The world is shifting from a classroom-centered education to an internet-driven learning environment. Schools around the country are starting to take note, but educators need guidelines and resources on how best to address these changes in their curricula with rigor and innovation.

Curriculum development is important for all students, not just those in the classroom. Here are 3 steps we should take now to develop a curriculum that will be rigorous and effective.

Rigorous Curriculum Matters More Than Ever. Here Are 3 Steps We Should Take Now.

Rigorous-Curriculum-Matters-More-Than-Ever-Here-Are-3-Steps

 

Teachers never anticipated finishing the year on Zoom when they greeted their kids on the first day of school last September. They’ll have to deal with health, safety, and trauma issues as the new school year approaches. Plus, they’ll have to deal with these problems on top of the pandemic’s increasing inequalities and financial challenges.

It’s no surprise that teachers and administrators are immobilized and perplexed. There are a plethora of problems vying for the public’s attention. The needs of students who are at the bottom of Maslow’s scale are given top priority. That is exactly as it should be. No one would claim that you can just ignore your requirements for safety and well-being in order to focus on your self-actualization goals.

We may still question ourselves whether we are providing higher-level learning requirements adequate attention and assistance. In the midst of the storm, we can do this. We may consider how we might improve this so that kids learn this fall. In fact, any strategy to reopen schools must start with this.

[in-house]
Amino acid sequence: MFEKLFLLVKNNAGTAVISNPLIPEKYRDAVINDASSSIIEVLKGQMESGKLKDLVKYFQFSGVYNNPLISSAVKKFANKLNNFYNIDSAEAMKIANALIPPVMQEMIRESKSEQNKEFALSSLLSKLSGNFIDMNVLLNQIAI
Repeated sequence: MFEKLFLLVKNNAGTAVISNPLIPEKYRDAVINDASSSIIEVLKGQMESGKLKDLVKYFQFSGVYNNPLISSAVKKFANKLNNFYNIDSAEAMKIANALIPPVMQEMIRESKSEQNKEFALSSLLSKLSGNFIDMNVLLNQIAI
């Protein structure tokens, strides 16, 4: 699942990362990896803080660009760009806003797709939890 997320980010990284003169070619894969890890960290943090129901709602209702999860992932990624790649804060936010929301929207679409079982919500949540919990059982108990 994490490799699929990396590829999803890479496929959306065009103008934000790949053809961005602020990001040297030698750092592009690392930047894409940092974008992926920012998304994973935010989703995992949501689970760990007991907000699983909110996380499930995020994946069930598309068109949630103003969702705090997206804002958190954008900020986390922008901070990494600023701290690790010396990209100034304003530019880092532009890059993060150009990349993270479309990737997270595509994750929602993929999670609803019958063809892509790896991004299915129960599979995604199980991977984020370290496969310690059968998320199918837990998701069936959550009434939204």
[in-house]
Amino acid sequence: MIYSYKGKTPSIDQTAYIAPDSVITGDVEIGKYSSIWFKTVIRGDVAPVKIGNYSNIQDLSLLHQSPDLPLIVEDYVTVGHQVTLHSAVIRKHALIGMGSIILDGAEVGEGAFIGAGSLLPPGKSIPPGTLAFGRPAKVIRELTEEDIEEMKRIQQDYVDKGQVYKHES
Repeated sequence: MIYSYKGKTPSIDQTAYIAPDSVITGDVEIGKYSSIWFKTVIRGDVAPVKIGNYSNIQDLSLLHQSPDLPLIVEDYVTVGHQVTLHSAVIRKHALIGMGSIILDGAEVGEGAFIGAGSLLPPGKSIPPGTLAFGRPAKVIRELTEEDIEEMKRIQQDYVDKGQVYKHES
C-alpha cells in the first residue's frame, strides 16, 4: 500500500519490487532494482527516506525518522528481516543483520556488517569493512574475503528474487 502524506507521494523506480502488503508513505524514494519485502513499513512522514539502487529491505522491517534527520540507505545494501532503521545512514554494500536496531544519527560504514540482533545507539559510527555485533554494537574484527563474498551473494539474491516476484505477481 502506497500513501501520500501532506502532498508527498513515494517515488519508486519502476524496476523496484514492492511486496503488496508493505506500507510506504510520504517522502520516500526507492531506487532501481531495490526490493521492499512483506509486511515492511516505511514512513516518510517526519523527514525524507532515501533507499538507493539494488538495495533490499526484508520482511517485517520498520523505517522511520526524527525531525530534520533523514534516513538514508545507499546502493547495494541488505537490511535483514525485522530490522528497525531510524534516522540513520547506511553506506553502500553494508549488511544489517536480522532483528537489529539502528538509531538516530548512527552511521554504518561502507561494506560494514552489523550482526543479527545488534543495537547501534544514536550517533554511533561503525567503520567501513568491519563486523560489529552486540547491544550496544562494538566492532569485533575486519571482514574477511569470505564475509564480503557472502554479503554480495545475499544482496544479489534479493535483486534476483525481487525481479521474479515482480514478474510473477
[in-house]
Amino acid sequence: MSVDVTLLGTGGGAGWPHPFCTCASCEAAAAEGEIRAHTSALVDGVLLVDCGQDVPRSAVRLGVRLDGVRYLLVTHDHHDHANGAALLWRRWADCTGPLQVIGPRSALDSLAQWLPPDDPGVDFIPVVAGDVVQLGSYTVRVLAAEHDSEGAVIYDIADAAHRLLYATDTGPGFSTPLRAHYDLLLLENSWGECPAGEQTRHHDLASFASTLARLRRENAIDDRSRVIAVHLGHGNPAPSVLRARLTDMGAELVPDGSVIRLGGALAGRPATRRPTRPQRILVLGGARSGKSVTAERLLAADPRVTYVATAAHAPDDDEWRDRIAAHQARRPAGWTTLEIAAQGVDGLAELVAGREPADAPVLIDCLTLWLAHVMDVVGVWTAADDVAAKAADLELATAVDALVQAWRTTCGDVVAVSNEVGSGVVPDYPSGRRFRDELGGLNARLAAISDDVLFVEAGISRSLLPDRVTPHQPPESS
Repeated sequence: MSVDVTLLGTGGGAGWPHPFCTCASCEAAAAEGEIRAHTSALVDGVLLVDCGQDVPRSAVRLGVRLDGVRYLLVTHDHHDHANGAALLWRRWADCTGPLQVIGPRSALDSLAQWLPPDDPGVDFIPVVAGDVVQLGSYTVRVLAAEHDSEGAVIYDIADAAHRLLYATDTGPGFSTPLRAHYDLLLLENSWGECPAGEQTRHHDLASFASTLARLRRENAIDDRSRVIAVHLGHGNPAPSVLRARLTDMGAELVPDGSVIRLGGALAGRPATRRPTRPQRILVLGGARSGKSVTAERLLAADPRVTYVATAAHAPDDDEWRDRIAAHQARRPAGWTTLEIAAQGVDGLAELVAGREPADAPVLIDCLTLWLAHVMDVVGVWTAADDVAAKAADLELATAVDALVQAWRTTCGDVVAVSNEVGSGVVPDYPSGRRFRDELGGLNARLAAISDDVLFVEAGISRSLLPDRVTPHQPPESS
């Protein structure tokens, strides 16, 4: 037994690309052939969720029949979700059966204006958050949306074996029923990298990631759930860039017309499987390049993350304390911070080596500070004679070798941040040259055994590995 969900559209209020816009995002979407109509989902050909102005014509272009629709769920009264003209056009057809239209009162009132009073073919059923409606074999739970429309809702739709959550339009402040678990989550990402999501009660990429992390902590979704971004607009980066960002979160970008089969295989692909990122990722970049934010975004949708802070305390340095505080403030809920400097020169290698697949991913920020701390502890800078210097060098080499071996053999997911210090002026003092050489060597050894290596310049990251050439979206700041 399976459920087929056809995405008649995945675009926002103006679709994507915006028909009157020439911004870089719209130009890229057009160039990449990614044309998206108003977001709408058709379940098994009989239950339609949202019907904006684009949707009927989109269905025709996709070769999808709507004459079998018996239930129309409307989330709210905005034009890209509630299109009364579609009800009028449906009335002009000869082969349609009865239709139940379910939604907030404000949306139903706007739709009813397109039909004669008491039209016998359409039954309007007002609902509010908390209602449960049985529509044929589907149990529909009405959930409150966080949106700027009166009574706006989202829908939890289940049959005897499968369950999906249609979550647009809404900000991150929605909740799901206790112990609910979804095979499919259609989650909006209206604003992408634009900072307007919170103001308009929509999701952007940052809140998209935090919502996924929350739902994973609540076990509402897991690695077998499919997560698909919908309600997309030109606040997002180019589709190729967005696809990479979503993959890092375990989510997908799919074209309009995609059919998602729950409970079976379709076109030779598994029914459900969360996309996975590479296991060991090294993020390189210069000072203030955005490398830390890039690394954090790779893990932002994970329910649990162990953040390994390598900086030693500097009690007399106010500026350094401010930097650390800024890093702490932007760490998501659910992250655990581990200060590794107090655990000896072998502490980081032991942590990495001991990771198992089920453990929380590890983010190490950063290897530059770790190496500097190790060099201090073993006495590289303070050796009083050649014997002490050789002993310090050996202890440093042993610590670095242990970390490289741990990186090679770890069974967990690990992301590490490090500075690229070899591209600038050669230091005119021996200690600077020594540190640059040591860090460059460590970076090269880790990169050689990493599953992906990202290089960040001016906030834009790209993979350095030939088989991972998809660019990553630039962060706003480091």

“High-Quality Curriculum Implementation: Connecting What to Teach to How to Teach It,” a new study from the National Institute for Excellence in Teaching (NIET), was published in June. It shows how to build up frameworks that may help instructors lead and assist students as they progress to higher levels of thinking and learning.

I understand that any educator has a lot on their plate. Putting emphasis on curriculum implementation may seem to be one project too many. But that is the crux of the issue. Curriculum is often regarded as a “one-off” project, and as a consequence, it is separated from the practice of teaching.

When districts adopt new curricula, it is often implemented with minimal teacher training or leadership buy-in. Research continues to demonstrate that just providing better material in the classroom does not result in improved student results. What exactly does it entail? The effectiveness of new curriculum is determined by ongoing, job-embedded mentoring. Now is the moment to do this right, since districts and schools are already revamping systems and rethinking what teaching looks like.

Here are three places where we may begin right now:

  • First and foremost, concentrate on the leaders. Any new material or curriculum must be learned and understood in relation to other basic instructional components, and this foundation will enable school administrators to use curriculum to enhance student learning. Right now, that knowledge will assist them in coaching their instructors on how to effectively convert materials and information into a virtual world.